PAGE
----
Baltimore's Millennial Media Inc., one of the dominant companies in the rapidly growing field of mobile advertising, plans to raise $75 million in a public stock offering — money it will use to expand its operations overseas and go head-to-head against Google and Apple, according to a securities filing Thursday.
Founded five years ago, Millennial Media's revenues have grown steadily, and it has attracted $65 million in venture capital to fuel its early expansion. Millennial's revenues grew from $1.5 million in 2007 to $69 million in the first nine months of 2011, according to its filing with the Securities and Exchange Commission.
The company has yet to turn a profit, but it has seen its losses narrow significantly in the last few years as it spends money to open overseas sales offices and gain market share. In 2010, it had a loss of $7.1 million; in the first nine months last year, its loss was $417,000, according to the filing. It also has cash on hand of about $20 million.
Millennial's IPO is "huge for a lot of reasons," said Jason Hardebeck, head of the Greater Baltimore Technology Council, the region's main association for the technology industry. "IPOs don't happen often in Silicon Valley, let alone the Mid-Atlantic seaboard. This is a completely organic startup. It's home-grown."
The Baltimore company is the first significant technology company to file for an IPO in the new year, as many observers expect to see more tech IPOs from companies including Facebook and Yelp. The filing comes on the heels of a year that saw several technology IPOs, including the professional social network LinkedIn; daily deals site Groupon; and online gaming company Zynga. A date for the IPO's launch was not disclosed.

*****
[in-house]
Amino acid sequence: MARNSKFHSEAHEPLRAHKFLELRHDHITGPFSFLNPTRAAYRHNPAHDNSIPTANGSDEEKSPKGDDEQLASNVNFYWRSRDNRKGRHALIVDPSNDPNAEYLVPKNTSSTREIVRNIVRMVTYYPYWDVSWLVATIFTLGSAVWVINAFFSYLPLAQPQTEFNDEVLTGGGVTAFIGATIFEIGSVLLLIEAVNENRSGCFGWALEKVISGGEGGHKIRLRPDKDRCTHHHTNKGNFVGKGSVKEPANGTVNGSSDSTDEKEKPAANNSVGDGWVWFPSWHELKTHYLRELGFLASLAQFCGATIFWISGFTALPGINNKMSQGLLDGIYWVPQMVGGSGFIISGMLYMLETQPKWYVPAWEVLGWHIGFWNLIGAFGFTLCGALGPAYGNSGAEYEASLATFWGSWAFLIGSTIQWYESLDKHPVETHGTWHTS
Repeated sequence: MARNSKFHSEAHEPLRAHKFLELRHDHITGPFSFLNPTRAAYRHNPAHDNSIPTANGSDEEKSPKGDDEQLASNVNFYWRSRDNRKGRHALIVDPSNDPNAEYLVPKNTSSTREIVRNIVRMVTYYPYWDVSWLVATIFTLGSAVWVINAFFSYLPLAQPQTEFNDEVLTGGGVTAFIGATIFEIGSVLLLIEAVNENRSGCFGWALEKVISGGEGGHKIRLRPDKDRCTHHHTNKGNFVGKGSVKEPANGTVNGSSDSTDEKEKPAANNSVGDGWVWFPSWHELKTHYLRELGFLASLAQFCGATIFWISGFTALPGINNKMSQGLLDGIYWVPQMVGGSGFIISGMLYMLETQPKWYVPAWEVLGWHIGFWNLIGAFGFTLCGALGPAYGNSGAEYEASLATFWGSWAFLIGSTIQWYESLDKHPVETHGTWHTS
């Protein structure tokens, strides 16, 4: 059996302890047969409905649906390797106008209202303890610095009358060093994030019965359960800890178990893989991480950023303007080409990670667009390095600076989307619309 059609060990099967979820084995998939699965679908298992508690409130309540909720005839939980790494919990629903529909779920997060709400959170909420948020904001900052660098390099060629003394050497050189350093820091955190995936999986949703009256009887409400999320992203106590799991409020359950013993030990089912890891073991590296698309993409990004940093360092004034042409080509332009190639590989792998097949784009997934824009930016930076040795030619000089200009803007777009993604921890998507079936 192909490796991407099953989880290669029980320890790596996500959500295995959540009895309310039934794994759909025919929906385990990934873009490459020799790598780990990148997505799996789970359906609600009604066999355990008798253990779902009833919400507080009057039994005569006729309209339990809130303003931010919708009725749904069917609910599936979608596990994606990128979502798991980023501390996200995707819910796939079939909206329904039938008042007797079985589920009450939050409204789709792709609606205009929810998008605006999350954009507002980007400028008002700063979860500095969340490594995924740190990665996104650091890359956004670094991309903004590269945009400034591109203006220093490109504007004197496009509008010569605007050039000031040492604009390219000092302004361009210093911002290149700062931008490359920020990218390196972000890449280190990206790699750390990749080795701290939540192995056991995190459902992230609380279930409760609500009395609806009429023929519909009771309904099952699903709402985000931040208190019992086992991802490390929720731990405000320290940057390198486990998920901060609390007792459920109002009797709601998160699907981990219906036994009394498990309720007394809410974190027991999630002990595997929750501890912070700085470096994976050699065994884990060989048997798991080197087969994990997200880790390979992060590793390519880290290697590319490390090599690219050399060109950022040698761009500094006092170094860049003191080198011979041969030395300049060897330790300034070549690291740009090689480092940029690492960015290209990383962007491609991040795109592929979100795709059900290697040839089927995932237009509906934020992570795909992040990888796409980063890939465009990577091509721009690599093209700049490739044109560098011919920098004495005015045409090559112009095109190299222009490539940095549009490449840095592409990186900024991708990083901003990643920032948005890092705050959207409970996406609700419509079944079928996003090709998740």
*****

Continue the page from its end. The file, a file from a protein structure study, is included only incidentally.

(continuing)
Millennial's IPO filing is a bright spot in a Baltimore technology industry that's accustomed to seeing its companies get acquired by larger outfits. The company, with more than 100 employees in Baltimore and another 100 around the country and overseas, anchors a cluster of growing technology companies at the American Can Co. complex in Canton.
Hardebeck sees a halo effect from the Millennial IPO, as top executives from the firm and its venture backers accumulate wealth and hopefully invest in new Baltimore technology startups. He believes that Millennial's success will help lead investors outside the region to come to Baltimore to find startups to invest in. "There's going to be investors coming to Baltimore looking for deals," he said.
Baltimore-based Advertising.com, a major Internet advertising company, was bought by AOL in 2004 for $435 million. And in 2008, Timonium-based Bill Me Later, an online payment firm, was bought by eBay subsidiary PayPal for $945 million.
One of the last major technology IPOs for a Baltimore-area company was in 1999, when Aether Systems filed for a $75 million IPO and raised $96 million on the first day of trading.